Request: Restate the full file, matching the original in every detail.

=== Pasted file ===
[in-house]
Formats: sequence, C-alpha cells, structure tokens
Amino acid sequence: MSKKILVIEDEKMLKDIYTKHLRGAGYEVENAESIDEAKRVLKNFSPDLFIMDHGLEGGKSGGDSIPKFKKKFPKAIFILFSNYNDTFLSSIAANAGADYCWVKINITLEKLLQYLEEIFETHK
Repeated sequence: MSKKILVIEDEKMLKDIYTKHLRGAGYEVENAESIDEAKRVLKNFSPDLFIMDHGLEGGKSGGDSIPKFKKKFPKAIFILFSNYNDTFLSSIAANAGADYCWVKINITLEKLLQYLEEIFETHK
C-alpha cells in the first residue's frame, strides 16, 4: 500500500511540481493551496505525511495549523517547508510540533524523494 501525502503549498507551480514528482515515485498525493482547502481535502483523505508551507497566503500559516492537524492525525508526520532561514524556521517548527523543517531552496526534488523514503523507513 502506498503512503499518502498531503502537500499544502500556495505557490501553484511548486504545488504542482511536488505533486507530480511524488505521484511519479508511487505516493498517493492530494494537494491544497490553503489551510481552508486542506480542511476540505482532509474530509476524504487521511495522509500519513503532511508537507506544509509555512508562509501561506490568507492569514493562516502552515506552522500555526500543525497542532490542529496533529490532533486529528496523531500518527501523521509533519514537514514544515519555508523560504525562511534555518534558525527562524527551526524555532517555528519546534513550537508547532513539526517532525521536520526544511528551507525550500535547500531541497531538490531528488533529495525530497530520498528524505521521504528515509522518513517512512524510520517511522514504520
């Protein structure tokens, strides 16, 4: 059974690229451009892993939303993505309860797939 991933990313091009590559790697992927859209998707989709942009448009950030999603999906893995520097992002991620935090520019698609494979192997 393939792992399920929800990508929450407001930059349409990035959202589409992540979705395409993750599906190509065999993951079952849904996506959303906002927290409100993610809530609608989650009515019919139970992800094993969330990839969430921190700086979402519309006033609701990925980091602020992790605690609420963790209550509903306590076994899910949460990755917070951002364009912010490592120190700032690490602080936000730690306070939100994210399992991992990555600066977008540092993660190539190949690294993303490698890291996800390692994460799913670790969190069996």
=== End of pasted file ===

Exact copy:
[in-house]
Formats: sequence, C-alpha cells, structure tokens
Amino acid sequence: MSKKILVIEDEKMLKDIYTKHLRGAGYEVENAESIDEAKRVLKNFSPDLFIMDHGLEGGKSGGDSIPKFKKKFPKAIFILFSNYNDTFLSSIAANAGADYCWVKINITLEKLLQYLEEIFETHK
Repeated sequence: MSKKILVIEDEKMLKDIYTKHLRGAGYEVENAESIDEAKRVLKNFSPDLFIMDHGLEGGKSGGDSIPKFKKKFPKAIFILFSNYNDTFLSSIAANAGADYCWVKINITLEKLLQYLEEIFETHK
C-alpha cells in the first residue's frame, strides 16, 4: 500500500511540481493551496505525511495549523517547508510540533524523494 501525502503549498507551480514528482515515485498525493482547502481535502483523505508551507497566503500559516492537524492525525508526520532561514524556521517548527523543517531552496526534488523514503523507513 502506498503512503499518502498531503502537500499544502500556495505557490501553484511548486504545488504542482511536488505533486507530480511524488505521484511519479508511487505516493498517493492530494494537494491544497490553503489551510481552508486542506480542511476540505482532509474530509476524504487521511495522509500519513503532511508537507506544509509555512508562509501561506490568507492569514493562516502552515506552522500555526500543525497542532490542529496533529490532533486529528496523531500518527501523521509533519514537514514544515519555508523560504525562511534555518534558525527562524527551526524555532517555528519546534513550537508547532513539526517532525521536520526544511528551507525550500535547500531541497531538490531528488533529495525530497530520498528524505521521504528515509522518513517512512524510520517511522514504520
């Protein structure tokens, strides 16, 4: 059974690229451009892993939303993505309860797939 991933990313091009590559790697992927859209998707989709942009448009950030999603999906893995520097992002991620935090520019698609494979192997 393939792992399920929800990508929450407001930059349409990035959202589409992540979705395409993750599906190509065999993951079952849904996506959303906002927290409100993610809530609608989650009515019919139970992800094993969330990839969430921190700086979402519309006033609701990925980091602020992790605690609420963790209550509903306590076994899910949460990755917070951002364009912010490592120190700032690490602080936000730690306070939100994210399992991992990555600066977008540092993660190539190949690294993303490698890291996800390692994460799913670790969190069996």